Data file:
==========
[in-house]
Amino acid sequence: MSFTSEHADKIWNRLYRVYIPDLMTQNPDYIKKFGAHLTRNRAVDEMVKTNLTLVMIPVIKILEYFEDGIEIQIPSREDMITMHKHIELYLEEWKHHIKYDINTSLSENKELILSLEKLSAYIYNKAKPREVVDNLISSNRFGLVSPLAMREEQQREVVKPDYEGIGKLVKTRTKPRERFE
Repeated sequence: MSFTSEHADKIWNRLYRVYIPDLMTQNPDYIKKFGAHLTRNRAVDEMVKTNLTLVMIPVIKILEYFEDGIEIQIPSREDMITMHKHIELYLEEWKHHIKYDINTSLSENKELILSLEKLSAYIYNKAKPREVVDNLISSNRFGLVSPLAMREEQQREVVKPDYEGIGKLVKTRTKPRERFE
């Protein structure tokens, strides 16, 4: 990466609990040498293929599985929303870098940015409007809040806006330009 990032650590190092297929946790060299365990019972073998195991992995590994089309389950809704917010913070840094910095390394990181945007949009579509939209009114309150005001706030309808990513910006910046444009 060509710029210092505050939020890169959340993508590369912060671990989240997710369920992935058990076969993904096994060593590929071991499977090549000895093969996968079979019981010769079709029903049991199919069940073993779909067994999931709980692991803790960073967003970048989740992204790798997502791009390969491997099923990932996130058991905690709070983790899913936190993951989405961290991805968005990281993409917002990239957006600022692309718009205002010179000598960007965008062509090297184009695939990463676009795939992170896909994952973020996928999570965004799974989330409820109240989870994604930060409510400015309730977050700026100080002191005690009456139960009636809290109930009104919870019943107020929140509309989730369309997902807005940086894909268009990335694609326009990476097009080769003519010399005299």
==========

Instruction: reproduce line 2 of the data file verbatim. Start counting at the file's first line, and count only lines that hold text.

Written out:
Amino acid sequence: MSFTSEHADKIWNRLYRVYIPDLMTQNPDYIKKFGAHLTRNRAVDEMVKTNLTLVMIPVIKILEYFEDGIEIQIPSREDMITMHKHIELYLEEWKHHIKYDINTSLSENKELILSLEKLSAYIYNKAKPREVVDNLISSNRFGLVSPLAMREEQQREVVKPDYEGIGKLVKTRTKPRERFE